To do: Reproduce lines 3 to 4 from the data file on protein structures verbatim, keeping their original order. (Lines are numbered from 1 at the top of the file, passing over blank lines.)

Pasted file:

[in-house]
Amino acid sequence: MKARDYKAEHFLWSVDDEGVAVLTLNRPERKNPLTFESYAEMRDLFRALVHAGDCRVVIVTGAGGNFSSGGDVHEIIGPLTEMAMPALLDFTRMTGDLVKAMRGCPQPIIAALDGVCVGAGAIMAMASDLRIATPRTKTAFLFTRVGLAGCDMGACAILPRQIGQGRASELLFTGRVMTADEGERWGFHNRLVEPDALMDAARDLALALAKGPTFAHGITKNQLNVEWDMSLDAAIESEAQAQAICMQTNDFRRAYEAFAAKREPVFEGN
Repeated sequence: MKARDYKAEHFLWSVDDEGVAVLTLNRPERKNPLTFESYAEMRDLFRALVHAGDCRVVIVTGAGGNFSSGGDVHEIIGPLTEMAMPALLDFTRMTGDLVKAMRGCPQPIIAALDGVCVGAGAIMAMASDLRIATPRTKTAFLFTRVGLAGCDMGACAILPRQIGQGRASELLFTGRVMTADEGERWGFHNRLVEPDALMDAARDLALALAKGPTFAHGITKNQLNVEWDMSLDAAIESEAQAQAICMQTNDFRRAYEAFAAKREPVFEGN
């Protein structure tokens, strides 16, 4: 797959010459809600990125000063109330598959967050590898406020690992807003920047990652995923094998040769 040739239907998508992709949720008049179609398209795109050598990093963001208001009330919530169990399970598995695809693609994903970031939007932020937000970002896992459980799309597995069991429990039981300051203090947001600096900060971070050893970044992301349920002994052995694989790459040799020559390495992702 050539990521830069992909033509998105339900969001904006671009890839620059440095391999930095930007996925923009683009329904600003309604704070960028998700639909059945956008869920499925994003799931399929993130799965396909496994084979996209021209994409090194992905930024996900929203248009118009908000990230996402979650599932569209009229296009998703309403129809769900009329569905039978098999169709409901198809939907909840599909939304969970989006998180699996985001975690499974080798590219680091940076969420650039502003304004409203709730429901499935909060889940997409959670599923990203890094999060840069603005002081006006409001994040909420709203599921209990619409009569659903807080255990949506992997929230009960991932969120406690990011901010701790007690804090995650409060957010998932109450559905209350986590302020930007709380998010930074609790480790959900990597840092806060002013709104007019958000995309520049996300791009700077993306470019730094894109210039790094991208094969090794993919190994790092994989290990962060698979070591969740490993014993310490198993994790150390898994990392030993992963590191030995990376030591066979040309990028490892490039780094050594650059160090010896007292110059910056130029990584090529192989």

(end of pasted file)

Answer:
Repeated sequence: MKARDYKAEHFLWSVDDEGVAVLTLNRPERKNPLTFESYAEMRDLFRALVHAGDCRVVIVTGAGGNFSSGGDVHEIIGPLTEMAMPALLDFTRMTGDLVKAMRGCPQPIIAALDGVCVGAGAIMAMASDLRIATPRTKTAFLFTRVGLAGCDMGACAILPRQIGQGRASELLFTGRVMTADEGERWGFHNRLVEPDALMDAARDLALALAKGPTFAHGITKNQLNVEWDMSLDAAIESEAQAQAICMQTNDFRRAYEAFAAKREPVFEGN
């Protein structure tokens, strides 16, 4: 797959010459809600990125000063109330598959967050590898406020690992807003920047990652995923094998040769 040739239907998508992709949720008049179609398209795109050598990093963001208001009330919530169990399970598995695809693609994903970031939007932020937000970002896992459980799309597995069991429990039981300051203090947001600096900060971070050893970044992301349920002994052995694989790459040799020559390495992702 050539990521830069992909033509998105339900969001904006671009890839620059440095391999930095930007996925923009683009329904600003309604704070960028998700639909059945956008869920499925994003799931399929993130799965396909496994084979996209021209994409090194992905930024996900929203248009118009908000990230996402979650599932569209009229296009998703309403129809769900009329569905039978098999169709409901198809939907909840599909939304969970989006998180699996985001975690499974080798590219680091940076969420650039502003304004409203709730429901499935909060889940997409959670599923990203890094999060840069603005002081006006409001994040909420709203599921209990619409009569659903807080255990949506992997929230009960991932969120406690990011901010701790007690804090995650409060957010998932109450559905209350986590302020930007709380998010930074609790480790959900990597840092806060002013709104007019958000995309520049996300791009700077993306470019730094894109210039790094991208094969090794993919190994790092994989290990962060698979070591969740490993014993310490198993994790150390898994990392030993992963590191030995990376030591066979040309990028490892490039780094050594650059160090010896007292110059910056130029990584090529192989």